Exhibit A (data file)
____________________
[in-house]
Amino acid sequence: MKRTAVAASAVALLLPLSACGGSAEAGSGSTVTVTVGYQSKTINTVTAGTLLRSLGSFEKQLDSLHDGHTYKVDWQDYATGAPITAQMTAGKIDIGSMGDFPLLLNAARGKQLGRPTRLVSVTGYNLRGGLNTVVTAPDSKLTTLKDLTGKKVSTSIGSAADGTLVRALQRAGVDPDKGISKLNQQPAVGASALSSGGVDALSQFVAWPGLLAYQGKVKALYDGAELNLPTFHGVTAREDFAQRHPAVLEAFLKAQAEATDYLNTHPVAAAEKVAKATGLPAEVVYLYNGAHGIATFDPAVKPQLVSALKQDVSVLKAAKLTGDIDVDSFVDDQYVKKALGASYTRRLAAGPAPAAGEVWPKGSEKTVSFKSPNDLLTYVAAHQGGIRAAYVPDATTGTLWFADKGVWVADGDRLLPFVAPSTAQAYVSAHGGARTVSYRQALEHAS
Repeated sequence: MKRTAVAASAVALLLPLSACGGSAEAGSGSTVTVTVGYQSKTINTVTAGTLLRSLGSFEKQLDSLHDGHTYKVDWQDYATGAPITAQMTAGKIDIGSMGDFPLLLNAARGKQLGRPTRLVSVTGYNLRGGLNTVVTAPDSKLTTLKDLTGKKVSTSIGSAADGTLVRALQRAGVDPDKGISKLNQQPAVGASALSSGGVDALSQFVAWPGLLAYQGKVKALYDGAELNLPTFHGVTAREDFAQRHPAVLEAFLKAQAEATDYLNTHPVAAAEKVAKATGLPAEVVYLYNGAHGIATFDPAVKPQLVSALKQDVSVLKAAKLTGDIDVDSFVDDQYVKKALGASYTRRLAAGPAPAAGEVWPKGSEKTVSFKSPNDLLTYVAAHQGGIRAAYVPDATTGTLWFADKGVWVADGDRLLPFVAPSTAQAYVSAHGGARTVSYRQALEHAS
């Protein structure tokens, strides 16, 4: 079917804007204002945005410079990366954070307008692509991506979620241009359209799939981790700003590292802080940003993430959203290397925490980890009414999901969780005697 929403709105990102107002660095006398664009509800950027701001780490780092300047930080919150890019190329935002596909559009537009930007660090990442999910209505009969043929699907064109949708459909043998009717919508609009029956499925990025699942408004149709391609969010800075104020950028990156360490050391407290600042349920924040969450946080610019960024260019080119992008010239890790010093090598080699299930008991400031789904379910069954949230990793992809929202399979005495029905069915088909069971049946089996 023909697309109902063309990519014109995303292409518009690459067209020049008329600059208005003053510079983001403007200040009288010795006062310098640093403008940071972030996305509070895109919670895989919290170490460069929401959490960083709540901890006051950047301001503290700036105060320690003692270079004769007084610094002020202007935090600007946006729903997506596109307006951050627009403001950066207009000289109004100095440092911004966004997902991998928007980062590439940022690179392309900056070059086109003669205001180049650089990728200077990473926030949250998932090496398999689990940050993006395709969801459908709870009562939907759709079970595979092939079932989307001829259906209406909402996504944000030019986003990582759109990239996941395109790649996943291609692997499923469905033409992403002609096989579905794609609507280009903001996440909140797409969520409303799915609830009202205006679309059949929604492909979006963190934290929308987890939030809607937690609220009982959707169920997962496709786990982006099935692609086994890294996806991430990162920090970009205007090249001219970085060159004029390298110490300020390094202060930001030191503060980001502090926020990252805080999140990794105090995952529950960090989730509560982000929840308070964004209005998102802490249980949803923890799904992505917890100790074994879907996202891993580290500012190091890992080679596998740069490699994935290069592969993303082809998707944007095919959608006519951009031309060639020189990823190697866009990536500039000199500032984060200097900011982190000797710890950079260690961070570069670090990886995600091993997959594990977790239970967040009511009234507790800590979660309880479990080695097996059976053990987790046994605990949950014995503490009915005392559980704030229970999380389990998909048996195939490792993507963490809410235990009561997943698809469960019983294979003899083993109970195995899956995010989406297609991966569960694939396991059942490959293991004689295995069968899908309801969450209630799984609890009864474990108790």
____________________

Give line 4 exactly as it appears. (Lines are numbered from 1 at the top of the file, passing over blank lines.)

């Protein structure tokens, strides 16, 4: 079917804007204002945005410079990366954070307008692509991506979620241009359209799939981790700003590292802080940003993430959203290397925490980890009414999901969780005697 929403709105990102107002660095006398664009509800950027701001780490780092300047930080919150890019190329935002596909559009537009930007660090990442999910209505009969043929699907064109949708459909043998009717919508609009029956499925990025699942408004149709391609969010800075104020950028990156360490050391407290600042349920924040969450946080610019960024260019080119992008010239890790010093090598080699299930008991400031789904379910069954949230990793992809929202399979005495029905069915088909069971049946089996 023909697309109902063309990519014109995303292409518009690459067209020049008329600059208005003053510079983001403007200040009288010795006062310098640093403008940071972030996305509070895109919670895989919290170490460069929401959490960083709540901890006051950047301001503290700036105060320690003692270079004769007084610094002020202007935090600007946006729903997506596109307006951050627009403001950066207009000289109004100095440092911004966004997902991998928007980062590439940022690179392309900056070059086109003669205001180049650089990728200077990473926030949250998932090496398999689990940050993006395709969801459908709870009562939907759709079970595979092939079932989307001829259906209406909402996504944000030019986003990582759109990239996941395109790649996943291609692997499923469905033409992403002609096989579905794609609507280009903001996440909140797409969520409303799915609830009202205006679309059949929604492909979006963190934290929308987890939030809607937690609220009982959707169920997962496709786990982006099935692609086994890294996806991430990162920090970009205007090249001219970085060159004029390298110490300020390094202060930001030191503060980001502090926020990252805080999140990794105090995952529950960090989730509560982000929840308070964004209005998102802490249980949803923890799904992505917890100790074994879907996202891993580290500012190091890992080679596998740069490699994935290069592969993303082809998707944007095919959608006519951009031309060639020189990823190697866009990536500039000199500032984060200097900011982190000797710890950079260690961070570069670090990886995600091993997959594990977790239970967040009511009234507790800590979660309880479990080695097996059976053990987790046994605990949950014995503490009915005392559980704030229970999380389990998909048996195939490792993507963490809410235990009561997943698809469960019983294979003899083993109970195995899956995010989406297609991966569960694939396991059942490959293991004689295995069968899908309801969450209630799984609890009864474990108790």